Fiona Bartholomeusz has been the managing director of Formul8 for over 15 years years now. The agency which started in 2000 currently has over 35 staff members and boasts itself of being a strong through-the-line agency with regional presence. The office is currently head quartered in Singapore with a regional office in Dubai, UAE.
The agency has core international expertise in the areas of financial services, hospitality, telecommunications and high end luxury consumer and sports marketing. The agency is known for its integrated abilities, dedication and the simple fact that it "gets things done".
"No BS...just a nimble, earnest and passionate agency who gives a s**t and loves what they it is they get to do," says Bartholomeusz on her LinkedIn page describing the company.
Bartholomeusz talks to Marketing about the grit behind the glamour of running an independent creative agency.
When was the precise moment you knew you wanted to do something on your own?
Just before I turned 30, (women do strange things at that age)...I had just spent four and a half years working for Hong Kong-er Richard Li at Pacific Century. He was a totally kick ass boss and championed anyone who had ambition and street smarts so while I pulled in ridiculous hours (precursor of my life now!), it was cool working for someone so driven.
Who was the first client you had on board?
I started f8 in 2000. Our first client was an American online company and we were invited to pitch for the account against a US and Euro agency and we won it. It gave us enough startup capital to fund us for six months. I decided to give it one year to see where I could go with it, the rest as they say, is history.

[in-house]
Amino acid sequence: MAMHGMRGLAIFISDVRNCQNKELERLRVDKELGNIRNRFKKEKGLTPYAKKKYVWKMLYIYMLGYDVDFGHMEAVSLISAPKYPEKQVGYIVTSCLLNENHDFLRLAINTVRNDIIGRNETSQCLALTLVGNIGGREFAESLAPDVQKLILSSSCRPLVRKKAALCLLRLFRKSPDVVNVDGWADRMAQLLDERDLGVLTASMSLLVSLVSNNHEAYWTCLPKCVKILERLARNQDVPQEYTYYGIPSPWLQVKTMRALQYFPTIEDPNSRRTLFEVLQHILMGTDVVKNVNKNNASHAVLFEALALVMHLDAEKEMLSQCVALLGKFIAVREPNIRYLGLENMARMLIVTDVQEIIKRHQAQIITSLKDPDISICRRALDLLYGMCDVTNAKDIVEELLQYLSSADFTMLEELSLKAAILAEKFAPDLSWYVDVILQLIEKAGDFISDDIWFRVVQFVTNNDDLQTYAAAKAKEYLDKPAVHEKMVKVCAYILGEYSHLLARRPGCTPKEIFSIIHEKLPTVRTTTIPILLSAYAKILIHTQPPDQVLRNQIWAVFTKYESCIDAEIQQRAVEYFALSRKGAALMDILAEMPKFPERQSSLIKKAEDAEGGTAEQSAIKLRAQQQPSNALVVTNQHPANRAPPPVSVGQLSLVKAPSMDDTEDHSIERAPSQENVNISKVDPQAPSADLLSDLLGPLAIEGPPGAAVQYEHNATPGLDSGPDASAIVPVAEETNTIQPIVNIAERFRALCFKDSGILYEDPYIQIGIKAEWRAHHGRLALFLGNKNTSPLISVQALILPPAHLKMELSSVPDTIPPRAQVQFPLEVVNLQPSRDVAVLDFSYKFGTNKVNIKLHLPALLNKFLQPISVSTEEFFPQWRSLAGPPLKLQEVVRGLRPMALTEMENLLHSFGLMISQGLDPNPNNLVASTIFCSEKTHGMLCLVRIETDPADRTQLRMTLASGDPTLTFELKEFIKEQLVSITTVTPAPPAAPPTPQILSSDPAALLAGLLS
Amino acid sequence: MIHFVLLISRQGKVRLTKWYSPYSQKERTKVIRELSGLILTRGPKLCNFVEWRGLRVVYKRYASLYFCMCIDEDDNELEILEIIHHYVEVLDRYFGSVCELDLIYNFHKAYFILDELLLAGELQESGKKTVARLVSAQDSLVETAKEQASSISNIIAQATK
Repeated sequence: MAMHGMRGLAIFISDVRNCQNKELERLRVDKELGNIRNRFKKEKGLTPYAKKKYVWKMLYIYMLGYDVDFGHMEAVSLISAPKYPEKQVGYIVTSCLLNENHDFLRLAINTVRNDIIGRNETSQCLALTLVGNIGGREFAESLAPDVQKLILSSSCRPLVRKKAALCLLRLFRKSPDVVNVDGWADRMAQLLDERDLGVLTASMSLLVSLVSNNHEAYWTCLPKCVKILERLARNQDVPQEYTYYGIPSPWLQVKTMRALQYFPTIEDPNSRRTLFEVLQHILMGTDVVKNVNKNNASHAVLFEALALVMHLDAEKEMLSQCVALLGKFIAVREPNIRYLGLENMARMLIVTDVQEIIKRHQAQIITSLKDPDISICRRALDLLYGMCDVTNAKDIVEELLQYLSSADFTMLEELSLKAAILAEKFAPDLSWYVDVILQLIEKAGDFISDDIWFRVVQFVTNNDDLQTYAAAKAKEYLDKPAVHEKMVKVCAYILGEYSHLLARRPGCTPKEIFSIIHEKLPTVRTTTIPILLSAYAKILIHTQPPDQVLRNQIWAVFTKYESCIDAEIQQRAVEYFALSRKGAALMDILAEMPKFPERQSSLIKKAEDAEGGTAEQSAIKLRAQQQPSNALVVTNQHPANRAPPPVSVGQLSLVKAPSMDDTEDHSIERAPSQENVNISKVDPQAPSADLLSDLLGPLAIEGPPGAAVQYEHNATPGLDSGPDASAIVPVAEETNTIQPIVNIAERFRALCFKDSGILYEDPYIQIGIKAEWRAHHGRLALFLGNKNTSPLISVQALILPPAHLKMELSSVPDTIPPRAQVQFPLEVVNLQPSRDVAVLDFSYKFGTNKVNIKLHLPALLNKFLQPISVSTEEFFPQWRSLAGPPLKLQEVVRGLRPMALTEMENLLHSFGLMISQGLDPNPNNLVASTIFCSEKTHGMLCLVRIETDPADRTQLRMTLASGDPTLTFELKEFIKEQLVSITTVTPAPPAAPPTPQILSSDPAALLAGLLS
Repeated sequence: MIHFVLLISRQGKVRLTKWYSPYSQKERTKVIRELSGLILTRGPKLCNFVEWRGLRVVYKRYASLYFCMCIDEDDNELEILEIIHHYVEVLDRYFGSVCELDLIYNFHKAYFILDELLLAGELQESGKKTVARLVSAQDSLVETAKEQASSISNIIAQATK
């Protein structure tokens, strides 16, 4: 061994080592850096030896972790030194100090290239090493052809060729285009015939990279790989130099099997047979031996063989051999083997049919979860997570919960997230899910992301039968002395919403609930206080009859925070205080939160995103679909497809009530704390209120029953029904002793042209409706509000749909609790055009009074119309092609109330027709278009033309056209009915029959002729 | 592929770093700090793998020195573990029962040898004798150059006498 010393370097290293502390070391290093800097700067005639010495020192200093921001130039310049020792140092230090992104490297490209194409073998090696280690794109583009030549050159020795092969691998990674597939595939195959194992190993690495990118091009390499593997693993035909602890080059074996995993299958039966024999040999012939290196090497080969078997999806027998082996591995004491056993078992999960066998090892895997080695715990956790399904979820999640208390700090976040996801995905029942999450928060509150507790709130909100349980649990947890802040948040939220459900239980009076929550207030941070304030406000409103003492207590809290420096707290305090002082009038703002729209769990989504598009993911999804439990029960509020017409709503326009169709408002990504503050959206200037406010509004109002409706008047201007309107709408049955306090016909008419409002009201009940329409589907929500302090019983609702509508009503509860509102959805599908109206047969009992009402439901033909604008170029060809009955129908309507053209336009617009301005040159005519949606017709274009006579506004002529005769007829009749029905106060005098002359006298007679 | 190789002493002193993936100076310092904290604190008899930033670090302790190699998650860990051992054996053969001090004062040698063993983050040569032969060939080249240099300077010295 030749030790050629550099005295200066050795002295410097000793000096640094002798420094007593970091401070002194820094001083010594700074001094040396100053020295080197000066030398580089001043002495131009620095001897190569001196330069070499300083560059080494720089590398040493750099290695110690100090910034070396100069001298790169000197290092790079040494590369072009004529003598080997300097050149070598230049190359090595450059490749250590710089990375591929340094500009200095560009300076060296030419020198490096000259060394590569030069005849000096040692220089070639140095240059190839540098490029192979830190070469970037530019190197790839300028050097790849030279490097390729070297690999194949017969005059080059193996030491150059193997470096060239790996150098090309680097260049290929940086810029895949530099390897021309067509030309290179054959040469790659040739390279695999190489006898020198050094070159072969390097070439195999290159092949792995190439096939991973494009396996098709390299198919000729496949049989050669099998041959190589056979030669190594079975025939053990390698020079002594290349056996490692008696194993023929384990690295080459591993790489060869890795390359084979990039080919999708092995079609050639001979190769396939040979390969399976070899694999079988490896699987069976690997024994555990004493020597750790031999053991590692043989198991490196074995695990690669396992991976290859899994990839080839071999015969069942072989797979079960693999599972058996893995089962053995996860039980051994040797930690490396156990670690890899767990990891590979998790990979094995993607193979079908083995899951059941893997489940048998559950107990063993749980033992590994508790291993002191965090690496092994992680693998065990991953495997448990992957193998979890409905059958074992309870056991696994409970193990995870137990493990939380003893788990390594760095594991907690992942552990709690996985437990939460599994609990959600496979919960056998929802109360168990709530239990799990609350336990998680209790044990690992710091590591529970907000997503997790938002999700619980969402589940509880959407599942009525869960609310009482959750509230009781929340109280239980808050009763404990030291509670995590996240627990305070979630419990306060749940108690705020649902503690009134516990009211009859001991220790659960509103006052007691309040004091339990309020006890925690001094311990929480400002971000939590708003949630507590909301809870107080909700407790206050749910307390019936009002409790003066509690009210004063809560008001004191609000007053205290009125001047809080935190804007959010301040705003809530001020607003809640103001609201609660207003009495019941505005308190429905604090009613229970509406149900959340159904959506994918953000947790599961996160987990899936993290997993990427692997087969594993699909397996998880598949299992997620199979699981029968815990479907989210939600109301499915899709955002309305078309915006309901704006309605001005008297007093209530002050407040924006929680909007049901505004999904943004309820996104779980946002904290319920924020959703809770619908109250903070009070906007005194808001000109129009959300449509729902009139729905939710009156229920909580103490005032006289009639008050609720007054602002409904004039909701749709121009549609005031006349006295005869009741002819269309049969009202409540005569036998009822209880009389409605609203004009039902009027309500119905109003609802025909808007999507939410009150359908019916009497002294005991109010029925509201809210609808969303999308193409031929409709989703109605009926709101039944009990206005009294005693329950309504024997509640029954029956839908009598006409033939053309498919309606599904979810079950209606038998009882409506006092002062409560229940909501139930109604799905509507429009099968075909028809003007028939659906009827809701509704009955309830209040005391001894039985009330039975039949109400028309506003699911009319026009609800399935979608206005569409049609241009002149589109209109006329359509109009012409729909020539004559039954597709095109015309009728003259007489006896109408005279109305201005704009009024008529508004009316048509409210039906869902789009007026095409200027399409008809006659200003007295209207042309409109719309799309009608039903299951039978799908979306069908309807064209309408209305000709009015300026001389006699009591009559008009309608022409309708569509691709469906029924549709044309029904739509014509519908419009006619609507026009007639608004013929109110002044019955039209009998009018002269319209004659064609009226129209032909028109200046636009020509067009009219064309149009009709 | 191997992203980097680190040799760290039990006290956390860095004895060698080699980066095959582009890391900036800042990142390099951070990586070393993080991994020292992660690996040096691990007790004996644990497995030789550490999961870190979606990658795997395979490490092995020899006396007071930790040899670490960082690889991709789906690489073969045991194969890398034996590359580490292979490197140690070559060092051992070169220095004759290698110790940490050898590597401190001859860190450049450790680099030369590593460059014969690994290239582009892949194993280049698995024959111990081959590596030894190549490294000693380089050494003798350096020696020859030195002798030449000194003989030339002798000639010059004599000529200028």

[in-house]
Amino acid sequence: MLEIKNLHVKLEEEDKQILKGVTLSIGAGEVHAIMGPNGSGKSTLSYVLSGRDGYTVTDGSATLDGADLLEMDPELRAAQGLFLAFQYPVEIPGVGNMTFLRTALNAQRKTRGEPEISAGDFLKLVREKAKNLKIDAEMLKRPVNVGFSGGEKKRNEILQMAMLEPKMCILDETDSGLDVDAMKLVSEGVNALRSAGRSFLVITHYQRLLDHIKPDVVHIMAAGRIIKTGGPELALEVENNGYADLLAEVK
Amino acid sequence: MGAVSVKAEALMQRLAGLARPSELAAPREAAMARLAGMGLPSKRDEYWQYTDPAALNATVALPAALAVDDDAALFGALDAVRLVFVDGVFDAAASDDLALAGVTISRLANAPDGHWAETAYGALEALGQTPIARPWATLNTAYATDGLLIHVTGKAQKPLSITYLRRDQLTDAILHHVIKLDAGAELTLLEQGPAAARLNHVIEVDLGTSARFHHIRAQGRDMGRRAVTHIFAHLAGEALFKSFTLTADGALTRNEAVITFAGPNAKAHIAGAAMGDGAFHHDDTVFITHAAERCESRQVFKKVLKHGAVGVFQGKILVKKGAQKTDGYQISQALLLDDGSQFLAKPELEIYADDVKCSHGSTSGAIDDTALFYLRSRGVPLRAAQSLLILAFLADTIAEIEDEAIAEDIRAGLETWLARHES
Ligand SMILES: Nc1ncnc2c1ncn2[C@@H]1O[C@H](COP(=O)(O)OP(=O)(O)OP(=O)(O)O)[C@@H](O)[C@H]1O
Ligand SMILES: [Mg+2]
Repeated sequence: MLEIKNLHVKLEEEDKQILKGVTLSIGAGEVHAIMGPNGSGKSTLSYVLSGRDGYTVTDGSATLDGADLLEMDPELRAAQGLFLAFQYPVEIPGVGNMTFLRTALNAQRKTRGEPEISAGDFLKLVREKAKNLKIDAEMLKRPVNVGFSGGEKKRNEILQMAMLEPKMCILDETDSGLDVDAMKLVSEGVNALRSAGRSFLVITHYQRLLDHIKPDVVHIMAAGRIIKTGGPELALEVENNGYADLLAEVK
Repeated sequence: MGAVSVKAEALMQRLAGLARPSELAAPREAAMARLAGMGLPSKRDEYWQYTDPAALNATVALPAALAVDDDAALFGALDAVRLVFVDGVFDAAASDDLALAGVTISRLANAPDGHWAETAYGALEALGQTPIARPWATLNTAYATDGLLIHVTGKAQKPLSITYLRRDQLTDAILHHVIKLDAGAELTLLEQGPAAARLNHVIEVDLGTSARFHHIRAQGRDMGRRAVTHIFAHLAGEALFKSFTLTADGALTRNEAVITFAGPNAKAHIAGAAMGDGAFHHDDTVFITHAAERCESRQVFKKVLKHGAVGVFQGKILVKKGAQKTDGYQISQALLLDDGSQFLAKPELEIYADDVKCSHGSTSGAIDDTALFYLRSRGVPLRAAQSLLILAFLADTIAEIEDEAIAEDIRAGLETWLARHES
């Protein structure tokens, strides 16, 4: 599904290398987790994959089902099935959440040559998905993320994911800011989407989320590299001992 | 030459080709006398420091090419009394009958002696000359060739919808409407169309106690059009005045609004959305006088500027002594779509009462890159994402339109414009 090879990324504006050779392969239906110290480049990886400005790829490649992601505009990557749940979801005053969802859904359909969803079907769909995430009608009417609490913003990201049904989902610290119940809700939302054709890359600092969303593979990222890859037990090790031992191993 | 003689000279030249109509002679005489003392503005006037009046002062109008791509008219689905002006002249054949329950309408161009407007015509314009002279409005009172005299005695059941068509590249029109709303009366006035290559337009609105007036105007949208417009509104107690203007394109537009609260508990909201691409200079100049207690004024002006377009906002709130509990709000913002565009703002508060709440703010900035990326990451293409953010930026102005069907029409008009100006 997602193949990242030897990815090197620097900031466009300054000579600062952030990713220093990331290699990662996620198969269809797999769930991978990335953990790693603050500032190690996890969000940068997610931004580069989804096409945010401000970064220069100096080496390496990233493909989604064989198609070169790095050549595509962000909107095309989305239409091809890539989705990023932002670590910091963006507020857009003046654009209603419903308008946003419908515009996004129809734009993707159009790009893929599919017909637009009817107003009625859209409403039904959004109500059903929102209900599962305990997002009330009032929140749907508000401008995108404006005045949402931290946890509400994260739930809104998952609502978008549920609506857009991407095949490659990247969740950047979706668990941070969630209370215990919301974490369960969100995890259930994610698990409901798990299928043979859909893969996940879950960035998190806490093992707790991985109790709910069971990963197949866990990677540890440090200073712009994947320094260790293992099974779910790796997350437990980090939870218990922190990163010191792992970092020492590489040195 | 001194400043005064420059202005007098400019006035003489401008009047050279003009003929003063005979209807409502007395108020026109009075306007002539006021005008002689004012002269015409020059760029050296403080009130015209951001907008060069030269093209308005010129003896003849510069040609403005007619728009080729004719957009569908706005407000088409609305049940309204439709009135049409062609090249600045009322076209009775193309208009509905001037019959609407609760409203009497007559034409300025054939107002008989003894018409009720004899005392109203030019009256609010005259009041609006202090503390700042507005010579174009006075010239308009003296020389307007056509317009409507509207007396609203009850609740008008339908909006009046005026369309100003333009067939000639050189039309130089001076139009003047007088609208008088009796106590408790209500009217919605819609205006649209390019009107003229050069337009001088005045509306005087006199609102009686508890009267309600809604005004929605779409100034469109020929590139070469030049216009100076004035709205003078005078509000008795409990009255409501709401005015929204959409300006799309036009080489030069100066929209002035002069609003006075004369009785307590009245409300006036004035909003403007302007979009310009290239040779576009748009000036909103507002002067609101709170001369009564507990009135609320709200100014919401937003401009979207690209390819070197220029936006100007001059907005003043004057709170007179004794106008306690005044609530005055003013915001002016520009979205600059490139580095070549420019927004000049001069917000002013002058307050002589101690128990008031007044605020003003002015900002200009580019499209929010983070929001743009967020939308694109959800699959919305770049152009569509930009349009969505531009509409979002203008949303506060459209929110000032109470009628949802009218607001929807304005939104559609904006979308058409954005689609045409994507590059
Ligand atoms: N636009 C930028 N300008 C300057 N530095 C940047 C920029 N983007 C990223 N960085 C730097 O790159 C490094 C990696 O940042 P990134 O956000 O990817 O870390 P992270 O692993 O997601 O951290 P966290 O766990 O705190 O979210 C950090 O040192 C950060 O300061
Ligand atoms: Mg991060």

How did you put your first team together?
I was a shareholder of a publishing company and the initial team that made up f8 were actually the design unit that did our magazine template work. I realised that I enjoyed the creative process much more than the publishing side of the business and bought over the design unit and that’s how f8 began.
What was one of the toughest moments in running your agency? How did you overcome it?
Like any newbie, people were always skeptical about how long you would last as a business or that you didn’t have enough of a track record or credentials. I was quite unabashedly shameless in plugging the agency to anyone who had a minute to spare, so I was pretty lucky in having a solid stream of business and clients from the get-go. Complacency isn’t something I am known for and every agency needs a rainmaker to survive.
Were you afraid of failing? How did you handle it?
I’m too stubborn to accept defeat.